Green financing is rapidly gaining traction in the Bangladesh market thanks to the country’s specific focus on issuing green loans, according to an International Finance Corporation (IFC) report.
The report by IFC-facilitated Sustainable Banking Network (SBN) shows that Bangladesh, Mongolia, and Nepal have identified green financial services as a crucial aspect for ensuring sustainable development in financial sectors.
“At a time when low-income countries across Asia and the Pacific are being battered by the Covid-19 pandemic, its all the more vital for economies to embrace sustainable financial development in order to build resilience in the sector for future calamities,” said Nena Stoiljkovic, IFC vice president for Asia and the Pacific.
Poorer countries face immediate and significant impacts from climate change, pollution, loss of biodiversity and social inequality. Therefore, these issues require an urgent response when they arise.
“In the wake of recent challenges faced in Asia, promoting green finance such as green bonds and loans has been particularly focused upon in Bangladesh and Mongolia,” read the report styled, ‘Necessary Ambition: How Low-Income Countries Are Adopting Sustainable Finance to Address Poverty, Climate Change, and Other Urgent Challenges.
Other than these two countries, Nepal is also developing sustainable national finance roadmaps in an effort to reduce market risk and incentivize green finance flows, the IFC said in a statement citing the report.
Over the past few years, Bangladesh Bank has encouraged both banks and non-banking financial institutions (NBFI) to implement a ‘go-green’ policy while encouraging client firms to adopt clean technology that reduces costs and ensures overall sustainability.
Green financing in Bangladesh ballooned to about Tk 33,421 million by December 2019, up from Tk 21,090 million year-on-year.
The level of understanding banks and NBFIs have on sustainable financing increased recently, Khondkar Morshed Millat, general manager of the sustainable finance department of Bangladesh Bank, told The Daily Star yesterday.
“This is why their contributions towards products that support green financing has increased,” he said.
According to a central bank report published last December, 59 scheduled banks and 33 NBFIs are currently involved in green financing or investment activities.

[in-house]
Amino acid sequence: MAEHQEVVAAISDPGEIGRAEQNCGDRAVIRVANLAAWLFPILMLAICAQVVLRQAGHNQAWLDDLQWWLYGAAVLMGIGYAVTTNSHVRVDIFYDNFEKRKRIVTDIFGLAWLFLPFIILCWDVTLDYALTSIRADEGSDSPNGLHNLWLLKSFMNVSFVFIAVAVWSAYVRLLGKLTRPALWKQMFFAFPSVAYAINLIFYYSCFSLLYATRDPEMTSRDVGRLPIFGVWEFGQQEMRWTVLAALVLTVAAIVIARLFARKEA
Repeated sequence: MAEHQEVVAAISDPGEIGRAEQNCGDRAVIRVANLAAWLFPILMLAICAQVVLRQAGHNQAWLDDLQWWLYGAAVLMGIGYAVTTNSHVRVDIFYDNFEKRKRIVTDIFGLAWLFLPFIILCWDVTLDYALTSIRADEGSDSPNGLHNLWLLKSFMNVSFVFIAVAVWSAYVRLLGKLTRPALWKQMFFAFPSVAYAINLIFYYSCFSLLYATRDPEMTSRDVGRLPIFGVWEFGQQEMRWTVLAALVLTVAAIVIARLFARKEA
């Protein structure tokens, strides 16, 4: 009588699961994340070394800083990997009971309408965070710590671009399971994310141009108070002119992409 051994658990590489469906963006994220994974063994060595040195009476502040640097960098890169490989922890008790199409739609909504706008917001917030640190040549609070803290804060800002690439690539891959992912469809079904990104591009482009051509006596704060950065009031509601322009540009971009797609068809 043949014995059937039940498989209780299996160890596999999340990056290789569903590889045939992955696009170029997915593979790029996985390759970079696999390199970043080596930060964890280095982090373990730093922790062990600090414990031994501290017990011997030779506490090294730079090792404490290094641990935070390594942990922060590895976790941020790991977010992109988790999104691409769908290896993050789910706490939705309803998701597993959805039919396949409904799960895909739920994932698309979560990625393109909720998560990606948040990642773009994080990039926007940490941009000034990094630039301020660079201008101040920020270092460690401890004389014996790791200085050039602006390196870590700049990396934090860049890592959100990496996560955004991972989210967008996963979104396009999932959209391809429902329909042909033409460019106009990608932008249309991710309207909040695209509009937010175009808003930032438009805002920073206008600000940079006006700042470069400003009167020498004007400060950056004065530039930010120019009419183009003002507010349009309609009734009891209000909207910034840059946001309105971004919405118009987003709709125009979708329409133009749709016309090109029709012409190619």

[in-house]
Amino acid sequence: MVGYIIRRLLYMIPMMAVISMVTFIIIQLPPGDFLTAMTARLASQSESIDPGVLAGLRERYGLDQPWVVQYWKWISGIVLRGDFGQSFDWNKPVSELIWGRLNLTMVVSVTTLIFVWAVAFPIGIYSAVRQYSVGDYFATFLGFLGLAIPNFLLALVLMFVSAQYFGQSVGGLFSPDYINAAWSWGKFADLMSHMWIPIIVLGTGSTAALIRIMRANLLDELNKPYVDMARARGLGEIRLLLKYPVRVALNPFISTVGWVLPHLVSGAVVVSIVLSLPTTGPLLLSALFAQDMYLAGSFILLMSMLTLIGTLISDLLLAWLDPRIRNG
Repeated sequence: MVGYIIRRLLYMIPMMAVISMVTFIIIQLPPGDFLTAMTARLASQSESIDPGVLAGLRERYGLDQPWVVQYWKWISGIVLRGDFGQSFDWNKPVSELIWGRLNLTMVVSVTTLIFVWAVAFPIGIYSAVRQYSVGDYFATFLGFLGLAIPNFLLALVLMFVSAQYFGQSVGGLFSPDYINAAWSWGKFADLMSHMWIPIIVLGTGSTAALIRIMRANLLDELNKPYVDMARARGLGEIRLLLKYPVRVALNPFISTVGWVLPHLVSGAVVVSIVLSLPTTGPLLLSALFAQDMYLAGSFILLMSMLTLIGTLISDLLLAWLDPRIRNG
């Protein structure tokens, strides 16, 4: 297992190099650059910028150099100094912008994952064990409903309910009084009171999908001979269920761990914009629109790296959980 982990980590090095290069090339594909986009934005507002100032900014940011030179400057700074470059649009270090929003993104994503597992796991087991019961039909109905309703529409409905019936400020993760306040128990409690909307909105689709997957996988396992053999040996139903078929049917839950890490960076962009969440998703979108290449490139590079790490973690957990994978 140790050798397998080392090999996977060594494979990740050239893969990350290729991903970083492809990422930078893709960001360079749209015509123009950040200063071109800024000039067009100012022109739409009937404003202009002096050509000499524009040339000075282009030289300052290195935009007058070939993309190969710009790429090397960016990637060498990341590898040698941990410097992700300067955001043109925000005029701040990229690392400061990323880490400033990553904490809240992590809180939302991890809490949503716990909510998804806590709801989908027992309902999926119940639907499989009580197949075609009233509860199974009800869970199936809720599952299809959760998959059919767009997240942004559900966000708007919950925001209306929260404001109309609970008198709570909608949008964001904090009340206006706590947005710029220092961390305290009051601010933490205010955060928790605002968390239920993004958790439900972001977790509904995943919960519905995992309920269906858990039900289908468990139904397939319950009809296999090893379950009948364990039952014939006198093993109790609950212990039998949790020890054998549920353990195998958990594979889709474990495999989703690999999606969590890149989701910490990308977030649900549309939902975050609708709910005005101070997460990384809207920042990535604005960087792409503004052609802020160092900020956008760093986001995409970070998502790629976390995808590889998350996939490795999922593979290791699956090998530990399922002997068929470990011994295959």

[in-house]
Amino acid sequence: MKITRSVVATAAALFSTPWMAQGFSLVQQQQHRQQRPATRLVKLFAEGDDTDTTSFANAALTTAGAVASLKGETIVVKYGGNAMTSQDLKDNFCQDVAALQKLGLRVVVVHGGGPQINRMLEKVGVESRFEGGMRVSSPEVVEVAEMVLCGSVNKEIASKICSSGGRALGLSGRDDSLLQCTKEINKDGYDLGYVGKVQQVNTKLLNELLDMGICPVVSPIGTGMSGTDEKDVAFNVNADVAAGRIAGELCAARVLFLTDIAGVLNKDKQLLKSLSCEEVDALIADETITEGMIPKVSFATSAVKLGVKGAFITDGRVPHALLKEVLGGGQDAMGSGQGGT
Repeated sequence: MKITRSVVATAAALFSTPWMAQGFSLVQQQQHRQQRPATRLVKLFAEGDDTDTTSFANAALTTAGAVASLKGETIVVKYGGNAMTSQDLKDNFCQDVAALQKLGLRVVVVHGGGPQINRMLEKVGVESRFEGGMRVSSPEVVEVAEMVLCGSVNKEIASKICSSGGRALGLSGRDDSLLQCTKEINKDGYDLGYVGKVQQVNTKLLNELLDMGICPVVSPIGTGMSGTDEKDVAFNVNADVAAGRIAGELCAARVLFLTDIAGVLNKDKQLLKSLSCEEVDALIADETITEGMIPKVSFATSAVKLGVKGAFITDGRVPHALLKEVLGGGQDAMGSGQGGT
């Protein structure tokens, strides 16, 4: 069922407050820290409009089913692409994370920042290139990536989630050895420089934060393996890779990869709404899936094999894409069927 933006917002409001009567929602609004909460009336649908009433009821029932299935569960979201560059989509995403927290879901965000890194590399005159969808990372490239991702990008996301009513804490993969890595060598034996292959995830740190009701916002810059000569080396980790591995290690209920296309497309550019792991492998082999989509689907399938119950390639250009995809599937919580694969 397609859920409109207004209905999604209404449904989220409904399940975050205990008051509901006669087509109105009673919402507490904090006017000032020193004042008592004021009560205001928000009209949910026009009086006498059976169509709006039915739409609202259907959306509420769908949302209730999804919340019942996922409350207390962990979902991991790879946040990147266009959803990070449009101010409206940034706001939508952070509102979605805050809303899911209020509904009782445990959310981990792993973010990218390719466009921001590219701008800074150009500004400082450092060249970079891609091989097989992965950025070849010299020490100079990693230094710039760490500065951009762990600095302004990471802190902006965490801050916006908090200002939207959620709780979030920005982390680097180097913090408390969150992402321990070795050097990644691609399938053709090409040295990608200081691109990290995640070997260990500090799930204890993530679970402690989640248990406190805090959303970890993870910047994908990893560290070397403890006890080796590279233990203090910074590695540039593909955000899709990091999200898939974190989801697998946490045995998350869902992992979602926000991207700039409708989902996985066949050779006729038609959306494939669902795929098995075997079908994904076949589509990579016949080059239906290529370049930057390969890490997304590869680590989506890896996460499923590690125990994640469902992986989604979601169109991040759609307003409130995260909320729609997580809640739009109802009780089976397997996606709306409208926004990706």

An increasing number of banks and NBFIs are going green by providing innovative products and services that cover the finances required to support economic activities that are not hazardous to the environment but instead conserve it, the central bank report read.
The IFC report indicates that the aforementioned Asian nations are resolute in their commitment to promote sustainable finance and development planning for the future.
Established in 2012, the SBN is a voluntary community of financial sector regulatory agencies and banking associations from emerging markets that are committed to advancing sustainable finance.
SBN, the first global network of its kind, focusses on ensuring sustainable finance at the market level. The association represents 39 countries and $43 trillion, or 86 per cent, of the total banking assets in emerging markets.
Compared to five years ago, Bangladesh has undergone positive changes in the way banks manage environmental and social risks, said Naidalaa Badrakh, CEO and a board member of the Mongolian Sustainable Finance Bankers Association and co-chair of the SBN IDA Task Force.
Other than green finance, the report showed that Bangladesh, Mongolia and Nepal are exploring new ways to expand sustainable finance to other areas, such as financing for small and medium sized enterprises and agriculture.
In the context of a circular economy, efficient resource management is key.
“Therefore, sustainable finance plays a large part in poverty reduction,” said Asif Iqbal, joint director of the Sustainable Finance Department of Bangladesh Bank.
Dev Kumar Dhakal, executive director of the Nepal Rastra Bank, said the country should develop and implement sustainable finance related policies for a better and safer financial system.
“These policies should not be detrimental to development activities but should instead guide the initiatives taken,” added the executive director of Rastra Bank, Nepal’s central bank.
Last year, the IFC’s issuance of green bonds in Asia-Pacific crossed the $1 billion mark as the corporation helped address environmental and social challenges in some of the world’s most vulnerable and poorest countries.
Last month, Mongolia’s Financial Regulatory Commission and the IFC signed an MoU to further develop the green finance market in Mongolia.
According to an IFC estimate, Bangladesh’s climate-smart investment potential will be about $172 billion between 2018 and 2030, the World Bank Group member company said in a statement last October.
Investment under green financing will mainly be geared towards the construction of environmentally friendly housing and business infrastructure, transportation infrastructure, urban water management, agriculture, waste management and renewable energy to meet the nationally determined contribution (NDC) targets.
The IFC, in partnership with Bangladesh Bank, has outlined what steps need to be taken to promote the domestic green bond market as a way to mobilise funds for climate-related initiatives.
The central bank also increased the size of the refinancing scheme for environmentally friendly products, initiatives or projects from Tk 200 crore to Tk 400 crore, according to a circular from the central bank’s Sustainable Finance Department in April this year.